I have only read a few of his books. I intend to read more. I thought Prometheus Unbound was fantastic.

I first read Illuminatus in the 10th grade. It actually colored my thinking much more than I thought at the time. It was just completely different than anything I’ve ever read or seen. It also appealed to my own sense of weirdness.

I then began reading a lot of other Robert Anton Wilson, anything I could get my hands on. This coincided with my consumption of all sorts of new substances. Looking back, not the most subtle of mixes. The first nonfiction book I read was Prometheus Rising, and I liked the novelty of the ideas put together fairly straightforward, as opposed to the shaggy dog joke of Illuminatus.

Over the years I’ve amassed quite a collection of RAW, but I find that after reading some of his non-fic books, they all blend together. My favorite is actually his Historical Illuminatus books. If anybody knows where I can get a copy of Nature’s God let me know.

So Robert Anton Wilson is a thinker that has greatly influenced me, and I will always value him and his work. He’s one of the people I sincerely hope I meet before he dies. (That is if he’s not dead already. You never know. . .) At the very least he’s already exposed me to things I never would have considered otherwise.

Oh, one last thing. I was lying. Did anybody actually believe any of that?

Had I known that Nature’s God would be listed for $35 on Bibliofind today, I would have picked up another copy at Half Price Books five years ago. If I pick up a cheap copy, I’ll pass it on.

What I wonder is whether RAW is ever going to finish the “trilogy”, in which case someone will certainly reissue the other three. (Yeah, NG was supposed to end it, but it got too long.) Number four is supposed to be The World Turned Upside Down.

He’ll be giving a speech at some seminar in NY this march. Err, this month.

Great read. Much more coherent that the Principia Discordia as far as discordianism goes, if we can say that discordianism goes anywhere anyway. Only read IT though, and I am currently working on Schrodinger’s cat mess. Not very enjoyable, though. I think he should co-author a book with Douglas Adams, ha.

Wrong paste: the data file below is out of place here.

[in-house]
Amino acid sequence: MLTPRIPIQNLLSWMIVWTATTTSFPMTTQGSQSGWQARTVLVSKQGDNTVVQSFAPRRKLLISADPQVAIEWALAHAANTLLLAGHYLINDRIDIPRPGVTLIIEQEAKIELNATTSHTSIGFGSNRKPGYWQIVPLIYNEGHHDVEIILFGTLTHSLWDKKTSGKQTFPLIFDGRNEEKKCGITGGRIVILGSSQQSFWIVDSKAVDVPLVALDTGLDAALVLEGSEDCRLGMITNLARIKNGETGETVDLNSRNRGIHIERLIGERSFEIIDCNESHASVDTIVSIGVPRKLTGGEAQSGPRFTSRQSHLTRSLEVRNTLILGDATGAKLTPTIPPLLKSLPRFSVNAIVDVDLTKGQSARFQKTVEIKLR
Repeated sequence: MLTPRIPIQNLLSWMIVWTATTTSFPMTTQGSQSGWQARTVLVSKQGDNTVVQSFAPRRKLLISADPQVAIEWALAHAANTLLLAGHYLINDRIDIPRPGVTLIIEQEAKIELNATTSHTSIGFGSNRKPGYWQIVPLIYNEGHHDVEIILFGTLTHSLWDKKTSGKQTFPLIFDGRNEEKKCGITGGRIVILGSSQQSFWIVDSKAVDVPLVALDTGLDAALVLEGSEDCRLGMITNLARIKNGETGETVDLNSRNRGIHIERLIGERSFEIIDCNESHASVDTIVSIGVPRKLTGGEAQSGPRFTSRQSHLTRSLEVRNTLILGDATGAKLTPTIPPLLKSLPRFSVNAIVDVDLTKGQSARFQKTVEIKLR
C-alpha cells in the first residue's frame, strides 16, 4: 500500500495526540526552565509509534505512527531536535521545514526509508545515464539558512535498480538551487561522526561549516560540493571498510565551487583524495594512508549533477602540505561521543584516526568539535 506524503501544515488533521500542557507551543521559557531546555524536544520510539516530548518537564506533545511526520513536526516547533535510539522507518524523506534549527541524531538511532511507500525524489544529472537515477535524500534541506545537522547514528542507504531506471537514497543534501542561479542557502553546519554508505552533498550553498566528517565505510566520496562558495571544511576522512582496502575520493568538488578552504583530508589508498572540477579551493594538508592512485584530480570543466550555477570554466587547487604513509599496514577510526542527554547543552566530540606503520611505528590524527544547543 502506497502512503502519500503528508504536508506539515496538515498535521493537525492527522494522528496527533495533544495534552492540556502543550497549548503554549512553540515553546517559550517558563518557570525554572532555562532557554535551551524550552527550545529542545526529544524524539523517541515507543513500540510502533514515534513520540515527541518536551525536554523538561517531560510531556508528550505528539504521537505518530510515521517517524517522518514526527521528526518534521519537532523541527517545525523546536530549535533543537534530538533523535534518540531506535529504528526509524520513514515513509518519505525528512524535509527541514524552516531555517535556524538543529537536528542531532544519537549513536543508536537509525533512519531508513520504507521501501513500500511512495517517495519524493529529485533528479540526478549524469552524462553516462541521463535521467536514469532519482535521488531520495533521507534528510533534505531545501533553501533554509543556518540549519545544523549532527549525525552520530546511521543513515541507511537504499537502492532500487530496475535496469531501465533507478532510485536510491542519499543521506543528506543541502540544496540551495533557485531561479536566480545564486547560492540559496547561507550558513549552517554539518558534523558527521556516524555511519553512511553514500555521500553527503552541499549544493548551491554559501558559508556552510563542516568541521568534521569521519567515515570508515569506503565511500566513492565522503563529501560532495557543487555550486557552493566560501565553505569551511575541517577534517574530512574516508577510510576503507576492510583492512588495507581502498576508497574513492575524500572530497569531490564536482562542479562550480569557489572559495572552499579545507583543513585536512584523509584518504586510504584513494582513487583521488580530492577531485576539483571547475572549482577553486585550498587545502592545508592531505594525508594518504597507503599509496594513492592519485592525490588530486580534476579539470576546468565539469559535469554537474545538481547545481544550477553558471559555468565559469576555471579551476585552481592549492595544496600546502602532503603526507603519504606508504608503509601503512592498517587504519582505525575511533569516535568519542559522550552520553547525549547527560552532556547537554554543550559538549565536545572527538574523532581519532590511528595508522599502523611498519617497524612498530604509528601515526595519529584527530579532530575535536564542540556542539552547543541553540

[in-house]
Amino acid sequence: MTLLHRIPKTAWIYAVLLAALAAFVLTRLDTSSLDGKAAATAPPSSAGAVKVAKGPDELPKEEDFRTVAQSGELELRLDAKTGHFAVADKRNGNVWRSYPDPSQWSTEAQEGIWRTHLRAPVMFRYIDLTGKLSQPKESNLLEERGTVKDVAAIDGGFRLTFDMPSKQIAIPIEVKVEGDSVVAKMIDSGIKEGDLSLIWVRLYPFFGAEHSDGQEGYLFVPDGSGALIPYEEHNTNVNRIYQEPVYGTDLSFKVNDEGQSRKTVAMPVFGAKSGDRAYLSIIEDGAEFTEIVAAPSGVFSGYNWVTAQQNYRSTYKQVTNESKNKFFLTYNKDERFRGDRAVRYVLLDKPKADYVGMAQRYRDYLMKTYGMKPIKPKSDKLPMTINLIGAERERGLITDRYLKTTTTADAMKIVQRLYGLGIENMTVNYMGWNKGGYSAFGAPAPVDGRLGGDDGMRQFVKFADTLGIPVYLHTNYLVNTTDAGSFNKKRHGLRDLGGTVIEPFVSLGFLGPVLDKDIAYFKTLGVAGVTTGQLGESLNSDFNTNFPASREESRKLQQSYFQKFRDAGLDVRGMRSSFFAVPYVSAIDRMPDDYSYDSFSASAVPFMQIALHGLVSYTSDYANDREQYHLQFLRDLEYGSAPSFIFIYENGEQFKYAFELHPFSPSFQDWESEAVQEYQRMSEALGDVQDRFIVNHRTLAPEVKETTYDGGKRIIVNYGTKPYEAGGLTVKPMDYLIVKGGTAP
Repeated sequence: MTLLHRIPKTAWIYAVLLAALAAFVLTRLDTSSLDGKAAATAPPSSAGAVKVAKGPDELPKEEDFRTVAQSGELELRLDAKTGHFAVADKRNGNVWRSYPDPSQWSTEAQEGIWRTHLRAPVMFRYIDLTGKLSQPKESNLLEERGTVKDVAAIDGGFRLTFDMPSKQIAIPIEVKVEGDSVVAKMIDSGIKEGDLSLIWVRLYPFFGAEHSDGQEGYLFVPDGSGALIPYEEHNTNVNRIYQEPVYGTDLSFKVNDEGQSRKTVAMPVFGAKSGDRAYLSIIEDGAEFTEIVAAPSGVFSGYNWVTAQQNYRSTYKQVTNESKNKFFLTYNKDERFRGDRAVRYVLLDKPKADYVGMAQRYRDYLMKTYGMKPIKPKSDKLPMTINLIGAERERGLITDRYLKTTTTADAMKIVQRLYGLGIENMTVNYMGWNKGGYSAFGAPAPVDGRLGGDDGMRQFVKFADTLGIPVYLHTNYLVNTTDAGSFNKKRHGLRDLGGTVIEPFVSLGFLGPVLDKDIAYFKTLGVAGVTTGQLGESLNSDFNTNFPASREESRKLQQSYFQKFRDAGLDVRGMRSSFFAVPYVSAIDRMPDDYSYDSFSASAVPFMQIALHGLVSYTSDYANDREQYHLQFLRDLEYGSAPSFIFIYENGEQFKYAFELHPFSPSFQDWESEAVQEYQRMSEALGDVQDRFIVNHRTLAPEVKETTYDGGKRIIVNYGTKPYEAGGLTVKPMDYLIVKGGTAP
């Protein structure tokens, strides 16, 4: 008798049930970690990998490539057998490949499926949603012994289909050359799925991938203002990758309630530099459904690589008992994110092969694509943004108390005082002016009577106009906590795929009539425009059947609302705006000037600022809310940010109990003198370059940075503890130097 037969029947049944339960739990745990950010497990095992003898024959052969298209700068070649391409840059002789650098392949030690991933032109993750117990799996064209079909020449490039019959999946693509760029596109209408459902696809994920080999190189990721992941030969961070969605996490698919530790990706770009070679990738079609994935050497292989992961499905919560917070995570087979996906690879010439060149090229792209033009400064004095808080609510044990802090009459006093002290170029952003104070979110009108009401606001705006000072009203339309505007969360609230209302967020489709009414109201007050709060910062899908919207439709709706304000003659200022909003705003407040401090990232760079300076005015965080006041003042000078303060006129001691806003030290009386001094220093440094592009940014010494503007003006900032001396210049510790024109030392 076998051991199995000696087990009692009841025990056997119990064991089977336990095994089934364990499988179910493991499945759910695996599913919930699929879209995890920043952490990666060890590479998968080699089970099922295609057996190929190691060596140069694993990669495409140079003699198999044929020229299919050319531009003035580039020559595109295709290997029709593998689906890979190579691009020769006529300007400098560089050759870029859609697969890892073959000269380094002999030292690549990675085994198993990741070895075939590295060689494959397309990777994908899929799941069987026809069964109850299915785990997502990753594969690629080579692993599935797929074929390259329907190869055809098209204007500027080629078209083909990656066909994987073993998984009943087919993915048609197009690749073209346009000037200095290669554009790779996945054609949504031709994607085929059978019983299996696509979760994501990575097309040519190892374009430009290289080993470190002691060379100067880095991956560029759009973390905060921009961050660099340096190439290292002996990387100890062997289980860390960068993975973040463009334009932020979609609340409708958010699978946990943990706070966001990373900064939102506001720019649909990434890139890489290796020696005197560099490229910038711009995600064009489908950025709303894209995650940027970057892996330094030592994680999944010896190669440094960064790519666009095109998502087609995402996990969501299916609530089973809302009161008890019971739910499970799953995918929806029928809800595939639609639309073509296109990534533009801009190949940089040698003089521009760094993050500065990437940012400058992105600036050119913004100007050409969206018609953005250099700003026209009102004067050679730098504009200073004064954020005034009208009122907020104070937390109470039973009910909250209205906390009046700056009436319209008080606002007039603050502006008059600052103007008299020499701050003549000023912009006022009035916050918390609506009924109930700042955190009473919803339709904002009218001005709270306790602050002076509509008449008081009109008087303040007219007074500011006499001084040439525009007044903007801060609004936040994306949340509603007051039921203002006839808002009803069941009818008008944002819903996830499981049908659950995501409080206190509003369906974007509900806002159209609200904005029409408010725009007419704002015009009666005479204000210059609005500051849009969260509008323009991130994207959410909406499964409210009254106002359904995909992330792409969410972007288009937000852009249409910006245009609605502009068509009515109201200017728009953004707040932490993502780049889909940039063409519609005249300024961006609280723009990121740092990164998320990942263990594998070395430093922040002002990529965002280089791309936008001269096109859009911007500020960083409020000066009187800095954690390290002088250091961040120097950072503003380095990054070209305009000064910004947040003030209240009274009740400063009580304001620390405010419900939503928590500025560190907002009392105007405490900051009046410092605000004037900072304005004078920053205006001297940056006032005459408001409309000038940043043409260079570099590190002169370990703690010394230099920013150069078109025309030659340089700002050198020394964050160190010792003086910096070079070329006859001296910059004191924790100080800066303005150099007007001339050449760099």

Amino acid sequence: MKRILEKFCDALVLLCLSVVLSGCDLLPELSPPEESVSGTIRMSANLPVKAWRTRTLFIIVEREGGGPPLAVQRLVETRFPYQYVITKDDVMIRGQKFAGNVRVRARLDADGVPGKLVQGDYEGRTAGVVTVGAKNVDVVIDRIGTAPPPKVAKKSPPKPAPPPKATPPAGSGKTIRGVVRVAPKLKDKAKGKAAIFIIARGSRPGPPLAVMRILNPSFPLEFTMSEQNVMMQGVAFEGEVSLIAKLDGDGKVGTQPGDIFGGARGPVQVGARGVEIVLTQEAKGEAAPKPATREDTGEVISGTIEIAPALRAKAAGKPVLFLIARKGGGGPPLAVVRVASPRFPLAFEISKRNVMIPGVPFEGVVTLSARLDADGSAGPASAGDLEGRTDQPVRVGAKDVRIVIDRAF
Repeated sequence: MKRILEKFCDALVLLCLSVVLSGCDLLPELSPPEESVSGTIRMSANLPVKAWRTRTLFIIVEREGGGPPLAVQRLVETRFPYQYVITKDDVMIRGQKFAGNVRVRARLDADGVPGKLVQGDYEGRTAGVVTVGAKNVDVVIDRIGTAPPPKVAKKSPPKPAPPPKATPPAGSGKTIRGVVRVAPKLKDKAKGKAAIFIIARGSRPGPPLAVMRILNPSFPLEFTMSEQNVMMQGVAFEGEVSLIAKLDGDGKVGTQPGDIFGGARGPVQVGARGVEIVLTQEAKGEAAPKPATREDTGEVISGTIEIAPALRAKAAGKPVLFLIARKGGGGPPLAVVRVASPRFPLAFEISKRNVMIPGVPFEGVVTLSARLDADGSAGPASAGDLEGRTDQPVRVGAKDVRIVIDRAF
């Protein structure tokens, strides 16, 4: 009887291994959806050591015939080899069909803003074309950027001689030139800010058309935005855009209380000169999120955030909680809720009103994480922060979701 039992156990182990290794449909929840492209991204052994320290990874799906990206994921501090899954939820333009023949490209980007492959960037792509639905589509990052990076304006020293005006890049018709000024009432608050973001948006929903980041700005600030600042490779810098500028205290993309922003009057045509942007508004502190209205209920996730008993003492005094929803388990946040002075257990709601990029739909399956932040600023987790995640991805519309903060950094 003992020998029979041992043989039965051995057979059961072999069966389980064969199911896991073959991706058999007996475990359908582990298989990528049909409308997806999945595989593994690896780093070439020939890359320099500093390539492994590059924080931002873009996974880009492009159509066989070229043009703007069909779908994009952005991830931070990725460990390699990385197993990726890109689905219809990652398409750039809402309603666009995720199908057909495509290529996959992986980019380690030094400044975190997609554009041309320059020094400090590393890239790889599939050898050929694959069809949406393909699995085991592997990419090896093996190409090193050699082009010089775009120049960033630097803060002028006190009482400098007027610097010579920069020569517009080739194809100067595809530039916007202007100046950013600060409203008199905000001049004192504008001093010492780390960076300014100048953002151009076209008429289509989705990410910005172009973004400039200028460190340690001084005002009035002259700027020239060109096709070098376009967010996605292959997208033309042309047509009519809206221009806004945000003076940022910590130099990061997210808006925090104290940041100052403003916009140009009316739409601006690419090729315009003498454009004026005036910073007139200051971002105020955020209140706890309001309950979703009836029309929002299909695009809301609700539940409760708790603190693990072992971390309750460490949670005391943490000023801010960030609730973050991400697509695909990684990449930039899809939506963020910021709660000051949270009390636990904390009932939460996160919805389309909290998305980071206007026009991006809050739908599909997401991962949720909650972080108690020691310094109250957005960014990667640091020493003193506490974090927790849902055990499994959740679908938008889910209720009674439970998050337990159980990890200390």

Focault’s Pendulum, indeed! :smiley:

Yes, this. I remembered seeing Steve Jackson’s Illuminatus! game around the comic shop, so I picked up the book on a whim that year when my Grandmother took me out shopping for my birthday. Its effects on me were less subtle than for Mofo Rising, though. More like, “Oh, shit, yeah. This is what I’ve been trying to say all this time.” I’ve reread it fiddy million times since then (okay, more like seven or eight), and discover something new each time (last time I finally got the scene where Joe Malik’s trying to figure out how to get the goose out of the bottle. Do what thou wilt shall be the whole of the law). I had Schroedinger’s Cat for a while, but lent it to a friend, and that was that.

Haven’t read anything else by the man, but I imagine I’ll get around to it at some point. Illuminatus! basically laid the foundation for my personal epistemology, though, so yeah, I’m a big fan.

It’s all part of the Plan, as you’ll realize soon. Keep reading.

¿ ?

Info from the site on upcoming appearances–

May 18-20, 2001
Prophets Conference
New York City
For details:

17-19 August, 2001
Prophets Conference
Victoria, BC, Canada
For details:

2-7 November, 2001
International Conference on Consciousness
Albuquerque, NM
For details:

Can anyone tell me how to pronounce Illuminati?